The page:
Apollo Management Chief Economist Torsten Slok said that a re-accelerating US economy, coupled with a rise in underlying inflation, will prevent the Federal Reserve from cutting interest rates in 2024.

“The bottom line is that the Fed will spend most of 2024 fighting inflation,” Slok wrote in a Friday note to clients. “As a result, yield levels in fixed income will stay high.”

The Apollo chief economist pointed to a “big jump” in US growth expectations and an easing in financial conditions following the Fed’s December pivot towards easier monetary policy that he said will keep the central bank on hold this year. Slok also flagged a tight labor market and sticky wage inflation, alongside manufacturing, services, and rental data trending higher.

“The market now has to realize that the data is just not slowing down, and the Fed pivot has given an additional tailwind to the economy and to financial markets and financial conditions and to capital markets,” Slok said during a subsequent interview with Bloomberg Surveillance Radio on Friday. “All that is likely to continue to be supporting growth in consumer spending, in capex spending, in hiring for most likely the better part of this year.”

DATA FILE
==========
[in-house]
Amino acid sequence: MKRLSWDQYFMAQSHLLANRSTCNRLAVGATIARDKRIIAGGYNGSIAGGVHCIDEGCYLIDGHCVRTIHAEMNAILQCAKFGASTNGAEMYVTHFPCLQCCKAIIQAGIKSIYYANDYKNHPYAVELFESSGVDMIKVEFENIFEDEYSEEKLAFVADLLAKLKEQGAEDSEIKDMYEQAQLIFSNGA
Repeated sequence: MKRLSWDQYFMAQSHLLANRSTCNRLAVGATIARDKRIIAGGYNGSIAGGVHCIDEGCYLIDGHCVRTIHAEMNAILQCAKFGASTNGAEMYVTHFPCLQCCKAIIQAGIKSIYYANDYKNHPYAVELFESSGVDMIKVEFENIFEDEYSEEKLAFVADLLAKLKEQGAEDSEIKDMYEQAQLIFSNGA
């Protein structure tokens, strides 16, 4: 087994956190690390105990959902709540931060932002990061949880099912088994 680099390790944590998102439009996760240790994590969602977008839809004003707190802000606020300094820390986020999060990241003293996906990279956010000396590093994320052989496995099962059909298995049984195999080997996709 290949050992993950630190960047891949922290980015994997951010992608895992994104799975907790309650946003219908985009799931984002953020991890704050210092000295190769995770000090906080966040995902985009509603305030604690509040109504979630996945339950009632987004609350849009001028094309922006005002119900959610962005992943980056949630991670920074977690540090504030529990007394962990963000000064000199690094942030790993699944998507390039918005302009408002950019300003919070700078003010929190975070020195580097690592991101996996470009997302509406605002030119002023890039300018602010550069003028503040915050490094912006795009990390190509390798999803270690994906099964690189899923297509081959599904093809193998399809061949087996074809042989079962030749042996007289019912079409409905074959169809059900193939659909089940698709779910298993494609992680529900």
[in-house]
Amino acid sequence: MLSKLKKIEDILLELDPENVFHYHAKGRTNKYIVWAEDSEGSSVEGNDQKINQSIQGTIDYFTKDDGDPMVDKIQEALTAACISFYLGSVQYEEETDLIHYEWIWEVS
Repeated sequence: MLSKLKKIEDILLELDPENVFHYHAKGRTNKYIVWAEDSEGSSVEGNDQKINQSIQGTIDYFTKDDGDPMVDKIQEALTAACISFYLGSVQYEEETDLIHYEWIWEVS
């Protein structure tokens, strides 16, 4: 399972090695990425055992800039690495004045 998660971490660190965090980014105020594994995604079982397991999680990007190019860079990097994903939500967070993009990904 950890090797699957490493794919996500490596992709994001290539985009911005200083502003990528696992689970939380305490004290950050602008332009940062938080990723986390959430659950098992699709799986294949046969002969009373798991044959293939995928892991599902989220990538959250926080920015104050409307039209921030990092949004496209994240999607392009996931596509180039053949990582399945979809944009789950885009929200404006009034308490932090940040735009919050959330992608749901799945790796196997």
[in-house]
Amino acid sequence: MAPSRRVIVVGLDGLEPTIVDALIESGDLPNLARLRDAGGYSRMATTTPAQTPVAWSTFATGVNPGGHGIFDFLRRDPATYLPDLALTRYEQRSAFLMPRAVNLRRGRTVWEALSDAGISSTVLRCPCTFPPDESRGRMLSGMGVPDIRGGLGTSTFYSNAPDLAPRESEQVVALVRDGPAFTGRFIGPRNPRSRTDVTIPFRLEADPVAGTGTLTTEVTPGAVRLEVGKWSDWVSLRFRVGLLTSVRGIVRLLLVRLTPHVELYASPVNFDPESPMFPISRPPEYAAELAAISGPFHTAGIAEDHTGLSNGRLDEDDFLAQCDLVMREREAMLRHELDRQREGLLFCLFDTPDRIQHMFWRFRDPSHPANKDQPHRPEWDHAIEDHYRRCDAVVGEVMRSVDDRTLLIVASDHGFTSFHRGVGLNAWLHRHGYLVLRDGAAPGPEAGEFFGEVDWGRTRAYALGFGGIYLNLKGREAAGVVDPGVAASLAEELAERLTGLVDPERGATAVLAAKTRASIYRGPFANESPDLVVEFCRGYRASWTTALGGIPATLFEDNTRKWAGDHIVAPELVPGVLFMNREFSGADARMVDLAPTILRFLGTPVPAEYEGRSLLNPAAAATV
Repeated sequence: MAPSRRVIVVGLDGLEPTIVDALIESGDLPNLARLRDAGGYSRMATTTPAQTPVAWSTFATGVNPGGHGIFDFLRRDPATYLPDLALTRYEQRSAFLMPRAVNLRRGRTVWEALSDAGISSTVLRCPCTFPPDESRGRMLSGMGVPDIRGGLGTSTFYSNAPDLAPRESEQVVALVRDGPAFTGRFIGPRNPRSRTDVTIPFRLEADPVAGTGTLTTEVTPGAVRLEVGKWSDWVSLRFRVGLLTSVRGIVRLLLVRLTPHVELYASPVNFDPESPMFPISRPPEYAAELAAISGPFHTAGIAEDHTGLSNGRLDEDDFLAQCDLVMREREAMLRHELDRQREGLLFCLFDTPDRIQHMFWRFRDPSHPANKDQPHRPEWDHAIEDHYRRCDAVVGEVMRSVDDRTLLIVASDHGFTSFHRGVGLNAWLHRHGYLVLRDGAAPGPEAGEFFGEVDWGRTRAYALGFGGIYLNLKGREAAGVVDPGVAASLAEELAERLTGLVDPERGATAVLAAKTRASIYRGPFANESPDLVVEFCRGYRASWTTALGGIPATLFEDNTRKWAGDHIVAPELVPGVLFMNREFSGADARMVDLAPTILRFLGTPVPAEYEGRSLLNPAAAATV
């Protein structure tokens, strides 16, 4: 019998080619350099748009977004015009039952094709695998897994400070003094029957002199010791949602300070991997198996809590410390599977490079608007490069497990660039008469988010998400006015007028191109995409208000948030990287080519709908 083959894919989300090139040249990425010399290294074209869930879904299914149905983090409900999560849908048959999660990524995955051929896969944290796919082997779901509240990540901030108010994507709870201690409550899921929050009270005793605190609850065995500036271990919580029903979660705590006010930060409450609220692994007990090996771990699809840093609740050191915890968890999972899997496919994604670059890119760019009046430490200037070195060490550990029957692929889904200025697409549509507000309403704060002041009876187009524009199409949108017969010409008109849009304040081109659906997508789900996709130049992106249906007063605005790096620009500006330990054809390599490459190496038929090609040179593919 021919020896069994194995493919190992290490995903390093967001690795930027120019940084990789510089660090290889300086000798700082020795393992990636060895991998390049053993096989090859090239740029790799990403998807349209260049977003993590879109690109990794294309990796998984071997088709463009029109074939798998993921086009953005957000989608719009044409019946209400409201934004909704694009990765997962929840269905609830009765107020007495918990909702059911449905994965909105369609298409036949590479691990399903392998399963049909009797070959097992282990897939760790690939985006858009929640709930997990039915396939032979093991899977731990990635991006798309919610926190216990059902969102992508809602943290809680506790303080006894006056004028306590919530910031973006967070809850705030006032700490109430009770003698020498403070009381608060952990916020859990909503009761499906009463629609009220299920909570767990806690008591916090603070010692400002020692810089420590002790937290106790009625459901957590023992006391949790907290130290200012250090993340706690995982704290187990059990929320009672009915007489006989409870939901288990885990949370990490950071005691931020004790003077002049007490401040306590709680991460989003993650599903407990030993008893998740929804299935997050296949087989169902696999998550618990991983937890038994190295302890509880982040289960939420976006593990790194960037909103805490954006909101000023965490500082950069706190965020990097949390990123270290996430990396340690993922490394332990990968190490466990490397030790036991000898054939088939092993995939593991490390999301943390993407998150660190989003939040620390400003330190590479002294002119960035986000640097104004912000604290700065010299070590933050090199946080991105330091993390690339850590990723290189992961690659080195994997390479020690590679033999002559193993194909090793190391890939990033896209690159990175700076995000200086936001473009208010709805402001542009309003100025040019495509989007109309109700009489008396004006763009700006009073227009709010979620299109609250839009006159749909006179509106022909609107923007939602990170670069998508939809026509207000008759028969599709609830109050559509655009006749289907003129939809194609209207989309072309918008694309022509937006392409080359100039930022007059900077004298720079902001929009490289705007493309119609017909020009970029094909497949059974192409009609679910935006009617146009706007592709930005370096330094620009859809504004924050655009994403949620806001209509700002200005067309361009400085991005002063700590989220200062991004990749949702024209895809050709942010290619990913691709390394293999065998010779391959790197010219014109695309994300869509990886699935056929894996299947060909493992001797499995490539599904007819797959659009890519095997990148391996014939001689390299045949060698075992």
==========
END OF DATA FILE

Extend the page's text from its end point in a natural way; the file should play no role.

Slok’s comments come after the Thursday release of the Fed’s preferred inflation metric, the core personal consumption expenditures price index, showed an increase of 0.4% in January, the fastest pace in nearly a year.

In a Friday note to clients, rates strategists at Bank of America said it is quite likely the Fed will shift this month their 2024 outlooks for GDP and inflation higher. “This macro projection shift naturally raises the risk of the Fed signaling fewer cuts in ‘24 at the March FOMC,” they wrote. 

Current pricing for swap contracts estimating the outcome of future Fed rate decisions now anticipates slightly more than three quarter-point rate cuts this year, roughly in line with the central bank’s own median expectations. Treasuries gained Friday after a reading of US consumer sentiment fell in February for the first time in three months. 

Slok joins a growing chorus of Fed watchers — from former Treasury Secretary Lawrence Summers to Wall Street strategists at Citigroup — that increasingly see the central bank keeping borrowing costs higher for longer or even moving to hike interest rates this year. In mid-February, Summers told Bloomberg Television he sees a “meaningful chance” that the next move from the Fed would be a rate increase, not a cut.

The Fed will be “very reluctant” to hike rates this year, Slok told Bloomberg Surveillance Radio. “But I do think at the same time it’s clear that the market has, on the back of the Fed pivot, declared victory and said inflation is no longer a problem. The problem is that inflation is indeed looking like it’s becoming a problem again,” he said. 

This article was provided by Bloomberg News.